This article reflects on how the concept of regionalism has been used to explain and interpret Central Asian politics since independence. It argues that regionalism, often a norm-laden analytical category based on Eurocentric assumptions, tends to paint the region as “failed” and regional states as incapable of institutionalizing multilateral relations. In its place, the article suggests the concept of order, which is more neutral and—through its focus on the operation of sovereignty, diplomacy, international law, authoritarianism, and great power management—is able to incorporate elements of both the conflict and cooperation that have marked the region’s politics since 1991.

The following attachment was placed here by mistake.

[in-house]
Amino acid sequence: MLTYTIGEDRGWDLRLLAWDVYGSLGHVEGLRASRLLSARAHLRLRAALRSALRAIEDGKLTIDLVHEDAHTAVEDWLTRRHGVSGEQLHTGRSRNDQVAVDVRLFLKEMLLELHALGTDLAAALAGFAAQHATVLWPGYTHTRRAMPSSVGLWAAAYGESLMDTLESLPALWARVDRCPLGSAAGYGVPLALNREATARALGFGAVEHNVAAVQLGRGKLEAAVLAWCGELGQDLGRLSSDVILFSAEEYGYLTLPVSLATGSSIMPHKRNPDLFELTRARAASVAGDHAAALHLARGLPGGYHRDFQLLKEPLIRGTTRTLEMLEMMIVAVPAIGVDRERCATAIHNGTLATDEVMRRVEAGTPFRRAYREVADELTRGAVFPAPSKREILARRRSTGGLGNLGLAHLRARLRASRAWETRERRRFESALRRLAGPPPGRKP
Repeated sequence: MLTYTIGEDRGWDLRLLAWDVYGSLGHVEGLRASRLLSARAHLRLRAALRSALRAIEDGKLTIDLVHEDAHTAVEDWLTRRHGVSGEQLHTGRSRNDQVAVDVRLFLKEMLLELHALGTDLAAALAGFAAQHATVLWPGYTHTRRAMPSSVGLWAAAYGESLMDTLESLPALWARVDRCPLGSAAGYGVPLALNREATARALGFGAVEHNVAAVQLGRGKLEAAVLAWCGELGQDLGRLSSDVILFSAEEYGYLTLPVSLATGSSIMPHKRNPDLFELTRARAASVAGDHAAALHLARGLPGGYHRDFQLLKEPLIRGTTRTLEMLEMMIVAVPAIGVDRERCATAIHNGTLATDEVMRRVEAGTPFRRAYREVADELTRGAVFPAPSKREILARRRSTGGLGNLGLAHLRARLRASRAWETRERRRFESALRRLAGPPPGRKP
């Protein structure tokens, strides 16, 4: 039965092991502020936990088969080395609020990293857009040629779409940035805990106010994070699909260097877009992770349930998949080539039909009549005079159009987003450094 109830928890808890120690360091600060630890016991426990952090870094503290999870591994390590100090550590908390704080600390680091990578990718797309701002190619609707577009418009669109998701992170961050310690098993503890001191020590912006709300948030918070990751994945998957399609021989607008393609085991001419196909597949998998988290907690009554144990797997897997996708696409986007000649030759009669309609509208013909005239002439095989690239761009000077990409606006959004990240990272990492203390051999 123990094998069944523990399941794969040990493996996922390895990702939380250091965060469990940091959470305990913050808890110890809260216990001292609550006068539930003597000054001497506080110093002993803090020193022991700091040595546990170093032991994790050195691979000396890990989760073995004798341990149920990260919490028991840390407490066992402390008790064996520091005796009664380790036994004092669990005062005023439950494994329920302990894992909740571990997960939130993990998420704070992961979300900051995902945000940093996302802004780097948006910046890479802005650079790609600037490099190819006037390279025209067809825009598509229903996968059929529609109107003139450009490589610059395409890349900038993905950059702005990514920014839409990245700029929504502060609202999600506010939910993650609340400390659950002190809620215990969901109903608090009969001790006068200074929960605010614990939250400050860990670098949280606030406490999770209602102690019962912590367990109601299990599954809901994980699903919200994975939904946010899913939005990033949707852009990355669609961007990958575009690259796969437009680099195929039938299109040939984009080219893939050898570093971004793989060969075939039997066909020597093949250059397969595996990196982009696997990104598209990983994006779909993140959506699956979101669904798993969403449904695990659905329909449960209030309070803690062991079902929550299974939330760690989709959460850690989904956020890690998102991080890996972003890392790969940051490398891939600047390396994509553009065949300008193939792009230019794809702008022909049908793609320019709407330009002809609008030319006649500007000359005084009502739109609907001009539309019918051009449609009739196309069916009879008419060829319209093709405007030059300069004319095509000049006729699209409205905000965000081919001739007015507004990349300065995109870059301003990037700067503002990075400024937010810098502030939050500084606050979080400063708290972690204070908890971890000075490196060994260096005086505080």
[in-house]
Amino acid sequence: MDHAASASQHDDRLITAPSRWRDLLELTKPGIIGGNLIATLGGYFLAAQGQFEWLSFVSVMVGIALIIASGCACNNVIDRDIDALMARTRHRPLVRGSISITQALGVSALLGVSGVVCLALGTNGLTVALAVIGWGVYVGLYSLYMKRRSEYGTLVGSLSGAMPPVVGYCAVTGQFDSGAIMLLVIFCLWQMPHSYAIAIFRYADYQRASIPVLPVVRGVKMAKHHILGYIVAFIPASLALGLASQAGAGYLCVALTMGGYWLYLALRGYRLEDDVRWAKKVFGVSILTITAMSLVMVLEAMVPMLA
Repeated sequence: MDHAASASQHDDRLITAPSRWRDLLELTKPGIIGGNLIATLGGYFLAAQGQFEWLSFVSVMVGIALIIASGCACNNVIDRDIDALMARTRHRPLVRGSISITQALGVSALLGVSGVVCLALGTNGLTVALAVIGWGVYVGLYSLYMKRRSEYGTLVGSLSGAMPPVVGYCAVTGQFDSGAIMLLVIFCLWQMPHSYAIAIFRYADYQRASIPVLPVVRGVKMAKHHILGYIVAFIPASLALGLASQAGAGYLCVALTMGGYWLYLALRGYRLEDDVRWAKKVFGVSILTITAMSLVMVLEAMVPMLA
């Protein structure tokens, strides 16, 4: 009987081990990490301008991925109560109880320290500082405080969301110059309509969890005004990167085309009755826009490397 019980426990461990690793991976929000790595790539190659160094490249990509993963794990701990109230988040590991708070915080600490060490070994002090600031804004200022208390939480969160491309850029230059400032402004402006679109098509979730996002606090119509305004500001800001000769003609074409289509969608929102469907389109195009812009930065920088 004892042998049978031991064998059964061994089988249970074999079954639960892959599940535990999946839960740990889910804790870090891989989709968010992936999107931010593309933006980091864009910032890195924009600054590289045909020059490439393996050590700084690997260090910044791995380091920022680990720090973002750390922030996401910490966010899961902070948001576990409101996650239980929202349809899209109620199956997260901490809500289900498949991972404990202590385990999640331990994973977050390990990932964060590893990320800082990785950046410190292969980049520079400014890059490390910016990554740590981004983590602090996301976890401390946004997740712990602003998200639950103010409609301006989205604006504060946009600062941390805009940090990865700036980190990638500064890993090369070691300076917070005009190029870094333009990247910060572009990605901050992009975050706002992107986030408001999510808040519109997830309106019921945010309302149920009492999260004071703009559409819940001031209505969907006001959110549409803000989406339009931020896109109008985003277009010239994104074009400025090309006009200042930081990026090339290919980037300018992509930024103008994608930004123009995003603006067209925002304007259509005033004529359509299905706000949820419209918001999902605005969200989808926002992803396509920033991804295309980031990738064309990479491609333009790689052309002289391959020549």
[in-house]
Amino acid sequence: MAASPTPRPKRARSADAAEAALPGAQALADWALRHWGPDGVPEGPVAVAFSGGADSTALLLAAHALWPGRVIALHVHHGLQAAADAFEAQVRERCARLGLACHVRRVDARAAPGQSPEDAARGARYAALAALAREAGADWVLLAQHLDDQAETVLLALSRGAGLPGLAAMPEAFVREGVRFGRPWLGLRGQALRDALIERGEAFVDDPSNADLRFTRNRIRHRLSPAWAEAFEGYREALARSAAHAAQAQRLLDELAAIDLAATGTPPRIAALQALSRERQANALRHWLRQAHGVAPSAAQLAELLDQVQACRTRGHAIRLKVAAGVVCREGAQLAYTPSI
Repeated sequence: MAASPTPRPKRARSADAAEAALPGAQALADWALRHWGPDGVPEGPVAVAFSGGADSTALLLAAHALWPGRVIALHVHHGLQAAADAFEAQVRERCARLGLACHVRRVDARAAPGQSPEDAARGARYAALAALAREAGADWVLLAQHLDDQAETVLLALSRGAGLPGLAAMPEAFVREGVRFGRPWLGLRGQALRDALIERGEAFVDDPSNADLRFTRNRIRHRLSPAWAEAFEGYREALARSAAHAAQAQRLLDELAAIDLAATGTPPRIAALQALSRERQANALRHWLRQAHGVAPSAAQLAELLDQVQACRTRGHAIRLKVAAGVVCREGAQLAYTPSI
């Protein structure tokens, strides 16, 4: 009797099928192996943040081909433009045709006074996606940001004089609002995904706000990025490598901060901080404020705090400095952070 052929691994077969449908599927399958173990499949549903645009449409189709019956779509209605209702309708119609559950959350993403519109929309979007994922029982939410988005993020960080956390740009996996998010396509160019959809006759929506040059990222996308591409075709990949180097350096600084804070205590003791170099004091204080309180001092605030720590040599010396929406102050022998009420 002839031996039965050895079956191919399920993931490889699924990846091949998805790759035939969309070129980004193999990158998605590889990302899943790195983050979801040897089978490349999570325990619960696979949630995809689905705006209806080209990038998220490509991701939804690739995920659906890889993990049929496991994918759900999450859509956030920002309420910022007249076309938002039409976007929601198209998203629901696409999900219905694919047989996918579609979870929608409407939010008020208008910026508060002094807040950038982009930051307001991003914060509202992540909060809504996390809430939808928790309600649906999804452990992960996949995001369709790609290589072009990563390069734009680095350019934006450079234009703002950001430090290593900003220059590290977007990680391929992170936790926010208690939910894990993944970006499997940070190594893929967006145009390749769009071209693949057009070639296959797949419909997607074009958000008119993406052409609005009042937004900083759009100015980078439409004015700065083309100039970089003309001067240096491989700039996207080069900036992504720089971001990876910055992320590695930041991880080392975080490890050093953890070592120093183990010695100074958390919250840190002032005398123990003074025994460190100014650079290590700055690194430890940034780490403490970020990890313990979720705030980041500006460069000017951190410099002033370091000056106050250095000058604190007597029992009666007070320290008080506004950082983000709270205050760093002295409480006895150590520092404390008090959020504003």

This paper investigates how Chinese migrants are perceived by different groups in Kyrgyzstan—and in what domains local people turn to Sinophobia. To date, Kyrgyzstani political leaders have tended to be Sinophilic, whereas bazaar traders and ordinary citizens, fearing large inflows of Chinese migrants, are Sinophobic. The article paints a picture of Chinese migrants’ lives in Bishkek and their negative and positive experiences with local people. It concludes by demonstrating that lay people and radical nationalist groups alike deploy Sinophobic rhetoric in relation to China and Chinese immigrants living in Kyrgyzstan.